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The Ruby Slippers

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The Ruby Slippers are, of course, the shoes worn by Judy Garland in The Wizard Of Oz. And, as everybody knows, if you click the heels three times and repeat “there’s no place like home”, then home is where you go.

In Keir Alexander’s novel, we meet an old bag lady, Rosa, and her dog Barrell as they buy provisions from the Sunrise delicatessen, run by Michael Marcinkus. Michael is, we discover, Rosa’s nephew. As it goes, Michael is one to harbour a grudge and he has a pretty big grudge against Rosa who, it seems had swanned off to Hollywood to live it up whilst Michael and his family were left behind to face first the Germans and then the Russians in wartime Latvia. However, Michael knows that Rosa has a pair of Judy Garland’s ruby slippers stashed away somewhere in her rubbish strewn apartment and when the opportunity arises…

The novel is one that follows a group of disparate characters and switches back and forth between storylines every page or two. We follow Michael; a gay man, James, visiting his dying partner in hospital; Siobhan, a teenage girl; Harrison, a delinquent black kid who hangs around across the road from Michael’s deli; Malachi McBride, a lonely man in a wheelchair; and various bit part characters. Then, there is a long letter from Rosa, giving us the background to her migration and early years in the United States.

The stories are well crafted and interlink just enough to create a coherent whole without relying on Dickensian coincidences.

The ruby slippers themselves keep a low profile for much of the book. They are the MacGuffin that brings the characters together, allows then to display their true colours. But little by little, they steal their way into the story, representing dreams, memories, hope and love. Those whose lives are touched by the slippers go on a metaphorical journey – some are great, others small – but each undergoes some form of positive transformation. Just like in the film, the transformation is generally in the form of valuing what you already have – a journey that leads you back to home.

The writing is superb. The details conjure up locations perfectly. The narrative has atmosphere. The reader feels the characters’ emotions. The pacing is perfect and the way the narrative keeps cutting away is well times, leaving little cliff-hangers all over the place. The ending seems well judged too; the strands do tie up and it is a broadly happy ending, though with a touch of melancholy just to stop things becoming saccharine. It’s a bit like the end of The Wizard Of Oz; Dorothy may be happy to be home, but home is still in Kansas.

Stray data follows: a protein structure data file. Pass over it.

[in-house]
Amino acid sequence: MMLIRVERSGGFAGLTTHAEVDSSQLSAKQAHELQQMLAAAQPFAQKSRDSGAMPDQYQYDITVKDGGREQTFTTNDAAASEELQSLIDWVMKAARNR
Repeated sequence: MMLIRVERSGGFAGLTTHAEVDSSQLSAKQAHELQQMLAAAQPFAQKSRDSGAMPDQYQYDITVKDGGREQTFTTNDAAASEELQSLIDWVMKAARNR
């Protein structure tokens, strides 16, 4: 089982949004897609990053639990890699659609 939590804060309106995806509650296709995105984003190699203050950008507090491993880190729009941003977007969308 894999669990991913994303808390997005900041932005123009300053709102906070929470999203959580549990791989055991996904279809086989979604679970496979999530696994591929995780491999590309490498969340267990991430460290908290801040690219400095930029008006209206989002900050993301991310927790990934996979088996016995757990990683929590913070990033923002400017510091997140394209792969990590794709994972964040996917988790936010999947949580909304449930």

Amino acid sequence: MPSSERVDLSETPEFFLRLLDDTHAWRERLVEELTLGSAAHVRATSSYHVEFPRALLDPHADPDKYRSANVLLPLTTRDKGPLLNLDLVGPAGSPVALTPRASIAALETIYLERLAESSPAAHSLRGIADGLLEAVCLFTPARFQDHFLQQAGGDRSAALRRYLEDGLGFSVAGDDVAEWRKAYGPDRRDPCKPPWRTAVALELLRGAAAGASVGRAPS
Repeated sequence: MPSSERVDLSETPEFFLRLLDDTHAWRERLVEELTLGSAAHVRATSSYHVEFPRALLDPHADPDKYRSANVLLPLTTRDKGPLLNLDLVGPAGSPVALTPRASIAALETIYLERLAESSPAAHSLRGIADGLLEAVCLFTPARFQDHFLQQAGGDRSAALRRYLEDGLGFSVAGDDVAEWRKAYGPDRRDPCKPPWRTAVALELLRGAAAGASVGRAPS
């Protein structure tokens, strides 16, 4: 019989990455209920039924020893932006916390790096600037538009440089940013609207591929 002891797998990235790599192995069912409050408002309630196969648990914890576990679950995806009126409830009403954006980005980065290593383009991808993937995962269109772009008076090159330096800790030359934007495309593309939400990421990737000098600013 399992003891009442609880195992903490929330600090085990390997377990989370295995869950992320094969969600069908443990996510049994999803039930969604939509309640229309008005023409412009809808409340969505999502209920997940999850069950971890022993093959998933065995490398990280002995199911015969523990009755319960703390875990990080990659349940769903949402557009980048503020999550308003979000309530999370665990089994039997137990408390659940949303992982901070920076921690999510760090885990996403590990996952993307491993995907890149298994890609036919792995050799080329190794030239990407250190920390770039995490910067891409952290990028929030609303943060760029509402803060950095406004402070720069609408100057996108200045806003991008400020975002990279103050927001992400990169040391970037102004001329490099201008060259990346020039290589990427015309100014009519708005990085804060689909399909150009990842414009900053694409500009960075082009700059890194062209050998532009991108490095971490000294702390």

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I've had this on my wish list ever since I read abut it on a book blog - thanks for confirming that it deserves its place there.

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Thank you for your review introducing The Ruby Slippers to BGO, MH.  I may not have  noticed it  otherwise and would have missed out on an excellent book. Once I began reading it was hard to put down and I enjoyed it immensely.


The Ruby Slippers begins with the introduction of the main characters - Rosa, the very stinky bag lady;  Michael,  the  deli owner and his family;  James, whose partner is dying;  Siobhan, the unhappy teenager; Harrison, the youth heading for a criminal future and  McBride, the tyrannical invalid with his patient nurse, Inez.    I quickly became fascinated with each of them and their problems, and also with a few minor characters .   I wanted to keep reading as they progressed from day to day, although their lives begin to intertwine a little and later the  slippers serve to bring them more closely together.


The clear descriptions of the characters and their actions are so believable they come alive in your mind and evoke sadness, sympathy, anger, amusement and many other emotions. A tired nurse in a hospital, her patience and sympathy reluctantly rationed for each case as there is always a new one needing more of the same.  The desolation and despair in the factual description of the weary and hopeless everyday life in Latvia, before and during World War 2.  There is glaring contrast between an inappropriate stark funeral and a subsequent joyous celebration of the same life elsewhere. Later, we are a swept into a hilariously outrageous PR happening in Times Square.


There is a final twist in the story that I found a little trite and wished the author had not used it, but that is a minor personal quibble.


I  gladly recommend this book and look forward to reading future books by this author. 

Edited by grasshopper

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I find myself enjoying this book more and more in retrospect. I was completely absorbed in it while I was reading it - though I did get a little irritated over Sibbohan's mobile phone. In my experience (having survived three 14 year olds) they do not let an adult go anywhere near their phones. However it was a very good read, beautifully written as Mr HG said, but while I was so deep in it I didn't appreiate how well balanced it is or how refreshingly un-syrupy.

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